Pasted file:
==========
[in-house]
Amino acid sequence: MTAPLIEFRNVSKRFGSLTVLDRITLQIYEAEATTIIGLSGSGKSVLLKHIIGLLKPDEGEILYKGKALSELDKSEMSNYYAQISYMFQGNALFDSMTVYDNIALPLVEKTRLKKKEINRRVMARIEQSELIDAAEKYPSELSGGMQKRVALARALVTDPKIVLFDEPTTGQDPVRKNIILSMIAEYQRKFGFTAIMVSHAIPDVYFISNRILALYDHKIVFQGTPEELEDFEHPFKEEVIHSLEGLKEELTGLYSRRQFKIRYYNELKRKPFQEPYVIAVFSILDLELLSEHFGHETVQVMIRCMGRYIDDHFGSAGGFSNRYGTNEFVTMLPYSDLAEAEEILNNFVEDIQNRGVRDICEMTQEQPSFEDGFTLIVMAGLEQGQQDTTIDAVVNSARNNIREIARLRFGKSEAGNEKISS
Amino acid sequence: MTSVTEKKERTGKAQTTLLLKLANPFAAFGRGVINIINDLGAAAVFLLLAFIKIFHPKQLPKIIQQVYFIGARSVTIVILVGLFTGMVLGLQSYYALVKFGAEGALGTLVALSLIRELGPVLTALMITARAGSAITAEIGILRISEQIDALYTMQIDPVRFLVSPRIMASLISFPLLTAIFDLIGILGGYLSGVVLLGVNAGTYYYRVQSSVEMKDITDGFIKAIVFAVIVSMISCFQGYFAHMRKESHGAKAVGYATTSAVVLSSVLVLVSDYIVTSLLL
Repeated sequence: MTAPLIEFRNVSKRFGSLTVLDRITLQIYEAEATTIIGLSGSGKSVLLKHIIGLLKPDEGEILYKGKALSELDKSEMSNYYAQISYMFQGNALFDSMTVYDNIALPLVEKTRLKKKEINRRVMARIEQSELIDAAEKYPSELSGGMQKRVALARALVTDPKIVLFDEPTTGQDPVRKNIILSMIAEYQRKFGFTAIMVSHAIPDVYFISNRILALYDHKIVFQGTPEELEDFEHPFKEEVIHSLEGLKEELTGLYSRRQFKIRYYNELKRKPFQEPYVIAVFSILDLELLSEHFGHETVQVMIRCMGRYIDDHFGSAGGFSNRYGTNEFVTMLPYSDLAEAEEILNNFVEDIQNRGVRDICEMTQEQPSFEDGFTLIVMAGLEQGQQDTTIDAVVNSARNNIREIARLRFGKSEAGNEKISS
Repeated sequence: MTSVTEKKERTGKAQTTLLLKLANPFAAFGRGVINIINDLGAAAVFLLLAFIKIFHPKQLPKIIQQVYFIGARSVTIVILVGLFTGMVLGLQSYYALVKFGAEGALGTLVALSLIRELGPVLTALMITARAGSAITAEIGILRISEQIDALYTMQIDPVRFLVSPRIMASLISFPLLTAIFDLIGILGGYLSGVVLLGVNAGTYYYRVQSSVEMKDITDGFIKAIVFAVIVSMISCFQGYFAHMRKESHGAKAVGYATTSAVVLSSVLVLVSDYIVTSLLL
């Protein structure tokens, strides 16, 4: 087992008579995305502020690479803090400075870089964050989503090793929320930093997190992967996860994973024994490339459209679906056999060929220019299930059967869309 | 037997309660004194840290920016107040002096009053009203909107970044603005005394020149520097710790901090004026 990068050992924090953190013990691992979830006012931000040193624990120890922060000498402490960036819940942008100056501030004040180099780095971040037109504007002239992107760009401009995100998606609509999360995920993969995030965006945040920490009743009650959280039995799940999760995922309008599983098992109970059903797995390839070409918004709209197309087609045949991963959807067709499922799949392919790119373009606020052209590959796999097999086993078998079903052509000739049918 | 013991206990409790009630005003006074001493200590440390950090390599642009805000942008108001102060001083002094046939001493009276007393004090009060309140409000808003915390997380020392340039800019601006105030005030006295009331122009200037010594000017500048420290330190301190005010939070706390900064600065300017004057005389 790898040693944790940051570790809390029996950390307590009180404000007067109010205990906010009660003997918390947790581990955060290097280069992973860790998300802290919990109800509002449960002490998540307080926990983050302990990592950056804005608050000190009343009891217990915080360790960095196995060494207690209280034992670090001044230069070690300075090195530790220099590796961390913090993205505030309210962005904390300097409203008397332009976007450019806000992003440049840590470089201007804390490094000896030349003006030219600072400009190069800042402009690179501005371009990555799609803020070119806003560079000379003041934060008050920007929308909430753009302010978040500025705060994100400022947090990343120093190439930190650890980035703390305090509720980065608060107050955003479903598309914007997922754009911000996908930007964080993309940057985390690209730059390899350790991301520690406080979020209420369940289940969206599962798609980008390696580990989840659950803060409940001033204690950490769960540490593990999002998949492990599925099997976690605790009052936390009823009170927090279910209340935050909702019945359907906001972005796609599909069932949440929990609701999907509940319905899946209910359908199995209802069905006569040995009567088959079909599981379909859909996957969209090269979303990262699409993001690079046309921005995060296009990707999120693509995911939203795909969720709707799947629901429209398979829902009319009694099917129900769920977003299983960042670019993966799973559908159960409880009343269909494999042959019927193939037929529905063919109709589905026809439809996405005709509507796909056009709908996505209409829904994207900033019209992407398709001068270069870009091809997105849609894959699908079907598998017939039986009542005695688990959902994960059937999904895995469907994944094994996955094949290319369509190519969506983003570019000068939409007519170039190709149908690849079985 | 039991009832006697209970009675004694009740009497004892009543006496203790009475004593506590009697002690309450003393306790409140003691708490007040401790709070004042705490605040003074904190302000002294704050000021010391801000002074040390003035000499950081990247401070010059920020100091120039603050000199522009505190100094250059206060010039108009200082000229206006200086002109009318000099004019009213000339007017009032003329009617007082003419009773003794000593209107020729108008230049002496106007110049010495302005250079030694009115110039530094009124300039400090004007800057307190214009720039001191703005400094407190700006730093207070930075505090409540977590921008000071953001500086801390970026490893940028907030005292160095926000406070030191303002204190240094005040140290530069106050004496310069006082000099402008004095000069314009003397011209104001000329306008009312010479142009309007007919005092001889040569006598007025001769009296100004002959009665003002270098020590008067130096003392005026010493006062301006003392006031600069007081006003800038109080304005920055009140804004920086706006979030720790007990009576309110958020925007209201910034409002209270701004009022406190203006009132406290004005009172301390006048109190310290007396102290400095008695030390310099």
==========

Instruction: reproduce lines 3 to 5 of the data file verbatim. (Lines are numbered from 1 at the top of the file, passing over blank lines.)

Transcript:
Amino acid sequence: MTSVTEKKERTGKAQTTLLLKLANPFAAFGRGVINIINDLGAAAVFLLLAFIKIFHPKQLPKIIQQVYFIGARSVTIVILVGLFTGMVLGLQSYYALVKFGAEGALGTLVALSLIRELGPVLTALMITARAGSAITAEIGILRISEQIDALYTMQIDPVRFLVSPRIMASLISFPLLTAIFDLIGILGGYLSGVVLLGVNAGTYYYRVQSSVEMKDITDGFIKAIVFAVIVSMISCFQGYFAHMRKESHGAKAVGYATTSAVVLSSVLVLVSDYIVTSLLL
Repeated sequence: MTAPLIEFRNVSKRFGSLTVLDRITLQIYEAEATTIIGLSGSGKSVLLKHIIGLLKPDEGEILYKGKALSELDKSEMSNYYAQISYMFQGNALFDSMTVYDNIALPLVEKTRLKKKEINRRVMARIEQSELIDAAEKYPSELSGGMQKRVALARALVTDPKIVLFDEPTTGQDPVRKNIILSMIAEYQRKFGFTAIMVSHAIPDVYFISNRILALYDHKIVFQGTPEELEDFEHPFKEEVIHSLEGLKEELTGLYSRRQFKIRYYNELKRKPFQEPYVIAVFSILDLELLSEHFGHETVQVMIRCMGRYIDDHFGSAGGFSNRYGTNEFVTMLPYSDLAEAEEILNNFVEDIQNRGVRDICEMTQEQPSFEDGFTLIVMAGLEQGQQDTTIDAVVNSARNNIREIARLRFGKSEAGNEKISS
Repeated sequence: MTSVTEKKERTGKAQTTLLLKLANPFAAFGRGVINIINDLGAAAVFLLLAFIKIFHPKQLPKIIQQVYFIGARSVTIVILVGLFTGMVLGLQSYYALVKFGAEGALGTLVALSLIRELGPVLTALMITARAGSAITAEIGILRISEQIDALYTMQIDPVRFLVSPRIMASLISFPLLTAIFDLIGILGGYLSGVVLLGVNAGTYYYRVQSSVEMKDITDGFIKAIVFAVIVSMISCFQGYFAHMRKESHGAKAVGYATTSAVVLSSVLVLVSDYIVTSLLL